Guide: How and Where to Invest in ETFs in Malaysia

Some questions I get with surprising regularity nowadays are (1) is ETFs a good investment, (2) is ETFs in Malaysia good, and (3) do I personally have investment in ETFs.

And the answer to that is, so far, (1) yes, (2) depends, and (3) yes.

Let’s go deeper a bit into each of the questions.

Is ETFs a good investment?

Yes. Yes it is. ETFs is awesome. It is recommended by many top personal finance experts I respect, including Sallie Krawcheck and Ramit Sethi.

Ellevest (where Sallie is the CEO) has the easiest-to-understand definition of ETFs:

“Exchange-traded funds (ETFs) are baskets of investments that resemble mutual funds, but trade on an exchange like a stock. They also tend to have low fees.”

The low fee part is important. The fee range I’ve seen for ETFs in Malaysia is between 0.2-0.8% in management fee per year.

That’s cheap, in case you didn’t know. Usually, mutual funds have a management fee between 1-2%. And that’s not including the sales charge that you have to pay if you buy mutual funds, which can go up to 7% of your total amount.

The only not-so-good part about ETFs I can think of is that the volume is low in Malaysia, so it can be a bit hard to liquidate*. But I believe as it gets more and more popular, the situation’ll get better. ETFs is supposed to be for long-term investing anyway.

*Hard to liquidate = a bit hard to sell back the ETFs

How to Invest in ETFs in Malaysia

There are two main ways to invest in ETFs in Malaysia: (1) Through robo-advisory platforms, and (2) through Bursa Malaysia

(You can also invest in ETFs outside of Malaysia, but that requires you to open a foreign account before you can top up your ETFs-earmarked accounts. It’s possible but a bit messy and inconvenient, so ignore this if you want to keep it simple).

Invest in ETFs through robo-advisory platforms

As of time of writing, there are three robo-advisory platforms serving the Malaysian market – Stashaway (from Singapore), MyTheo (from Japan) and Wahed Invest (from New York)

Pros of buying ETFs through robo-advisory platforms:

  • Nice interface. Very Millennial-friendly
  • They ask you questions then help you select which ETFs to buy, based on your risk appetite and goals. So you don’t simply pick the wrong one
  • You can automate monthly topup so it’s a nice way to invest passively. A set-and-forget system
  • You’ll like it if you’re into fintech

Cons of buying ETFs through robo-advisory platforms:

  • People who have excessive Domestic Ringgit Borrowing (local loans/debt) may not be able to open an account. BNM rules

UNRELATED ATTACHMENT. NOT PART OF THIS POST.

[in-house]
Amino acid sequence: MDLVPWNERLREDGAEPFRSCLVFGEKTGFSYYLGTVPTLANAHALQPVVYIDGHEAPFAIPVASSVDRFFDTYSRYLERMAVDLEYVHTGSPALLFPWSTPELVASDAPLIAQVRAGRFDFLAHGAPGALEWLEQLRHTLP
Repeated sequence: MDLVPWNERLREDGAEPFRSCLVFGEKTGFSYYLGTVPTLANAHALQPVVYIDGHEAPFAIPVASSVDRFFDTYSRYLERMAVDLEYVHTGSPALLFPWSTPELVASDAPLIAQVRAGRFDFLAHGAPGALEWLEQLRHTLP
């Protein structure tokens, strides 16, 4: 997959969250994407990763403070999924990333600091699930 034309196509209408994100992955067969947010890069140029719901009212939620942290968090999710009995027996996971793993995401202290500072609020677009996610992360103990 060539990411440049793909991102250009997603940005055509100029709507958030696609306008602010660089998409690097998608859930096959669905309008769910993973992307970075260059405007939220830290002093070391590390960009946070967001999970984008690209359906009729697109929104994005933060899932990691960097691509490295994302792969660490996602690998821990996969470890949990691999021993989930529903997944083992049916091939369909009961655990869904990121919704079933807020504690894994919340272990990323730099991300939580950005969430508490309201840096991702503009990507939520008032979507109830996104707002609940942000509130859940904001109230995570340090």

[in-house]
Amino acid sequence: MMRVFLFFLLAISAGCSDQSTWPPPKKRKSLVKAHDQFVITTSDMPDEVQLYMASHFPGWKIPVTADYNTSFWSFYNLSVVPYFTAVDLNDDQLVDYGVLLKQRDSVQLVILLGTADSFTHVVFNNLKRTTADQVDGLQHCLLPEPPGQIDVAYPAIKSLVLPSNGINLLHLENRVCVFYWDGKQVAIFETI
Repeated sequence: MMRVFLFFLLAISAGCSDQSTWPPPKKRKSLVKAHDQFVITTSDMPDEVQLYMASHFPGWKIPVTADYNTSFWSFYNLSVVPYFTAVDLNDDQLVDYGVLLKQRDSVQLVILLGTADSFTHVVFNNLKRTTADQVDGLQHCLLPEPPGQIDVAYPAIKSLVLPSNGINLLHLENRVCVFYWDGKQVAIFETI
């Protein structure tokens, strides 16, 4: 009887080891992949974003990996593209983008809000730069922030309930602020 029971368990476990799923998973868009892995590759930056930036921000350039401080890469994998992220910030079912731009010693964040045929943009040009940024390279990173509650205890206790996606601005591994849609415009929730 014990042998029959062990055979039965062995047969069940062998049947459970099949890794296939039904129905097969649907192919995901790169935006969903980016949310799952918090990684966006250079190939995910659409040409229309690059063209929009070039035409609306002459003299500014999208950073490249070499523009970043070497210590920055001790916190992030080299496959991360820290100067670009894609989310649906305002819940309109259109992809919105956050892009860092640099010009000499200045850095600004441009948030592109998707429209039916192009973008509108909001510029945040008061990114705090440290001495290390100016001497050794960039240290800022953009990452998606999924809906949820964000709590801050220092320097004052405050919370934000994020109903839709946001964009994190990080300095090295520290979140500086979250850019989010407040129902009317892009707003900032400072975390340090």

Since there are only a few options, the next natural question is: which one should you pick?

My impression is:

Stashaway seems to be the most user-friendly. They also do lots of community engagement, which I appreciate. They even reached out to me to offer the RoR audience a reduced rate, from their original fee pricing.

Use this link to open an account – play around and see if you like it. If you choose to invest with them, you get 50% off your (already low) fees. Note: I earn a referral for each funded account.

etfs in malaysia

MyTheo is cool in the sense that they don’t force you to open an account first before seeing your personalised portfolio. Check their fees here.

mytheo

I personally choose Wahed Invest because that’s the only syariah-compliant robo-advisory platform in Malaysia (and the lowest fees for investments below RM50k – check fee structure here), as of time of writing. If you decide to do the same, don’t forget to insert my referral code ‘surbin1‘ for $10/RM40 bonus!

Invest in ETFs through Bursa Malaysia

You can also invest in ETFs through Bursa. Quite a few companies offer them there, and I believe the number is growing. Click this link to view the offering of the day (scroll to the red box section for the list)

etfs in malaysia

Pros of buying ETFs through Bursa Malaysia:

  • Should be easy if you are already familiar with the stock-buying process. Just use your CDS account to buy the ETF you want
  • Syariah-compliant ETFs are available

Cons of buying ETFs through Bursa Malaysia:

  • I don’t think you can make automatic monthly topups here, unlike with robo-advisory. Let me know if it’s possible
  • A little bit more technical. Not as friendly as robo-advisory
  • You have to pick the ETFs you want yourself. Thankfully the selection is still fairly small

Do you invest in ETFs?

If yes, which ones? How long? How is it so far?

What tips, pros and cons related to ETFs in Malaysia would you add in this article? Share in the comments so all of us can learn!

Author

6 comments

  1. For a total newbie, thank you for writing this out! And includes your stand Stashaway(which I find intriguing!!). I am sure a lot of readers esp Muslims appreciate this.

    1. Hi Hani,

      You’re welcome! Glad you think so – although I do think I’m a product of brainwashing sometimes aha

  2. Hi Suraya – lovely article. Only thing I would add is that StashAway helps you choose a portfolio, which is made up of ETFs, that is tailored to your risk / investment goals. With a portfolio of ETFs, you are even more diversified! Plus we’ve done all the hard work of selecting the best ETFs for you (cost, liquidity, tracking error). PS: I work with StashAway, so feel free to AMA here.

  3. Great article 👍🏼

    On your point of liquidity, there are market makers appointed by the ETFs who provide liquidity.

    Haven’t faced any issued trading ETFs on Bursa since I started dabbling in them a while back.

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